The natural ability of wood has been harnessed by researchers to slightly glow to develop a new sustainable phosphorescent material. This material can possibly be utilized in various applications, right from medical imaging and optical sensing to “glow in the dark” dyes and paints.
The natural phosphorescent properties of a major component of wood called lignin were analyzed by an international group of researchers guided by North East Forestry University (China) and the University of Bath (UK).
Room-temperature phosphorescence (RTP) occurs when a material absorbs the energy of a short wavelength (like UV light) and emits it as visible light. This is in contrast to fluorescent materials, which instantly emit the light again and stop glowing when the light is turned off.
The scientists discovered that basswood naturally phosphoresces but weakly, emitting light for a few milliseconds as a result of lignin trapped inside a 3D matrix of cellulose. This motivated them to imitate the glowing properties by cross-linking lignin inside a 3D polymer network, which made it glow visibly for about a second.
By tweaking the cavity sizes inside the network and altering the polymer’s drying times, the researchers discovered that the duration of the phosphoresce could even be modified.
All lignin glows weakly, but most of the light energy is lost by vibration or movement of the lignin molecules, meaning it isn’t clearly visible to the naked eye. We’ve found that immobilizing the lignin in an acrylic polymer means more energy is emitted as light–in other words, the less it rattles about, the more it glows.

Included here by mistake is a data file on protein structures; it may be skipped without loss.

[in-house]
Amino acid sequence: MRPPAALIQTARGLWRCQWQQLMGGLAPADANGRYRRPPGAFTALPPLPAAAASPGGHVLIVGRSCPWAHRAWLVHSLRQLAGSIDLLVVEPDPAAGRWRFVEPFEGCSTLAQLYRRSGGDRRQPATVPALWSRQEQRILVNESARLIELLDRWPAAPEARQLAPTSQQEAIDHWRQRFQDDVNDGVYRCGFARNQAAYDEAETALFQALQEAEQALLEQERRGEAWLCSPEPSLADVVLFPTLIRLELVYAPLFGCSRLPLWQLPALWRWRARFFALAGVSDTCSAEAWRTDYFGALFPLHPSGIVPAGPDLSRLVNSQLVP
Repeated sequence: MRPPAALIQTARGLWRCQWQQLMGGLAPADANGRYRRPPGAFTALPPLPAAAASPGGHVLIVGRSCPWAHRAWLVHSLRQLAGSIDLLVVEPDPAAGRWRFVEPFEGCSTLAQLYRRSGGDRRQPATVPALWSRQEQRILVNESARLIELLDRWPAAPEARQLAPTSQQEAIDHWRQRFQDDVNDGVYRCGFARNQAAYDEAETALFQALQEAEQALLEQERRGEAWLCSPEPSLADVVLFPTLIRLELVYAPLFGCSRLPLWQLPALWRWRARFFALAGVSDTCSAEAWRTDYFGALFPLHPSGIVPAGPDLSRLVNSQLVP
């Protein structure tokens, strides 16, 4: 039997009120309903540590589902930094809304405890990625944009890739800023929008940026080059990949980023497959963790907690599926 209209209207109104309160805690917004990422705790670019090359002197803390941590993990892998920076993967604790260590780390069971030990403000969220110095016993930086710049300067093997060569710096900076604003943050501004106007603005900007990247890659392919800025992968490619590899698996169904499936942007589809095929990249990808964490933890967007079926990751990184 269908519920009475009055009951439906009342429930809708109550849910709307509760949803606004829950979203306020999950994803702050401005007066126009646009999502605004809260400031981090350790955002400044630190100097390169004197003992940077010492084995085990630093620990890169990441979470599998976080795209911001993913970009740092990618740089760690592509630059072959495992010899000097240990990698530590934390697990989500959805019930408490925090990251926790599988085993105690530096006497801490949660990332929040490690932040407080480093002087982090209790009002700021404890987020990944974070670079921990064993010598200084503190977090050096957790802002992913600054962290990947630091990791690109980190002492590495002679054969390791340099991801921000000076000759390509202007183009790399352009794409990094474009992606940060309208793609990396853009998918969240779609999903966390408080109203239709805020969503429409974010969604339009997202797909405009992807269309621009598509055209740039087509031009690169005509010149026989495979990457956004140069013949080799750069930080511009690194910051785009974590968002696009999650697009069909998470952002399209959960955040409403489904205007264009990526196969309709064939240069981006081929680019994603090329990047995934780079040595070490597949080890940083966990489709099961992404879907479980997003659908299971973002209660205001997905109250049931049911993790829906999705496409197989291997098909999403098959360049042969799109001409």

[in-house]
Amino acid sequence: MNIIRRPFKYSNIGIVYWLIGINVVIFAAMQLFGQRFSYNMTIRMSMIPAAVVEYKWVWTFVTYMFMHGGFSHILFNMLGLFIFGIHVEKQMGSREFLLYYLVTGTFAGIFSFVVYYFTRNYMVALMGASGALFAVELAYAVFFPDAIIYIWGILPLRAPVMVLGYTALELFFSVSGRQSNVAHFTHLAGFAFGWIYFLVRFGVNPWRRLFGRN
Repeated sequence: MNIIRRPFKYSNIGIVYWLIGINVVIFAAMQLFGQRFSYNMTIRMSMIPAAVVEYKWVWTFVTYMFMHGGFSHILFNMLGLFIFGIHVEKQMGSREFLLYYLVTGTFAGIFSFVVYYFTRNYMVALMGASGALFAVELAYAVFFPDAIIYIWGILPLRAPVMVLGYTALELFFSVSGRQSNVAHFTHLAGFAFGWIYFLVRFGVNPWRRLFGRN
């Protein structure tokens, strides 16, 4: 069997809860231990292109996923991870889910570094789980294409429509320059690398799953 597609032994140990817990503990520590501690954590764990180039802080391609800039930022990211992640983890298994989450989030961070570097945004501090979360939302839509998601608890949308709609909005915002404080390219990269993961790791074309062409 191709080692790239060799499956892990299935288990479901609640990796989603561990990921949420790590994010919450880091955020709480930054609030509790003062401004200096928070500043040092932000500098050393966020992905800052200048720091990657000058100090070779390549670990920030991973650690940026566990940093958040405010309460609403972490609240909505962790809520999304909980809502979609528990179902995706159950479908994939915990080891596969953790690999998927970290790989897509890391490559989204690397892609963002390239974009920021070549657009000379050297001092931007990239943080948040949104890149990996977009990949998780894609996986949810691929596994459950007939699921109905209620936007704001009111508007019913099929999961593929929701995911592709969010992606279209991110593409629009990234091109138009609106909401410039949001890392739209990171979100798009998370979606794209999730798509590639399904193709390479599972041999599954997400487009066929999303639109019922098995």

Tony James, Professor, Centre for Sustainable Circular Technologies, University of Bath
“Most current phosphorescent materials are either toxic or difficult to prepare, so we wanted to develop a new material that overcame these limitations. Although there is room for improvement, our new material shows great potential for making a more stable, sustainable, biodegradable non-toxic phosphorescent material that could be used in a range of applications,” added James.
The researchers demonstrated the new material by using it to dye threads that could be used in luminescent textiles. This could find use in the identification and the anti-counterfeiting safety of luxury textiles or bags.
An embroidered leaf has been made with the help of fluorescent thread that glows under UV light; another two embroidered leaves have been made using phosphorescent thread that glows for a short time after turning off the UV lamp.
It is indeed an unexpected and interesting discovery. We think this work will not only provide a new option for sustainable afterglow materials but is also a new route for the value-added utilization of lignin, which is the main naturally-occurring aromatic polymer, and the pulping industry produces 600 trillion tons per year.
Zhijun Chen, Study Lead Corresponding Author and Professor, Engineering Research Center of Advanced Wooden Materials, Northeast Forestry University
Yuan, J., et al. (2021) Sustainable afterglow materials from lignin inspired by wood phosphorescence. Cell Reports: Physical Science. doi.org/10.1016/j.xcrp.2021.100542.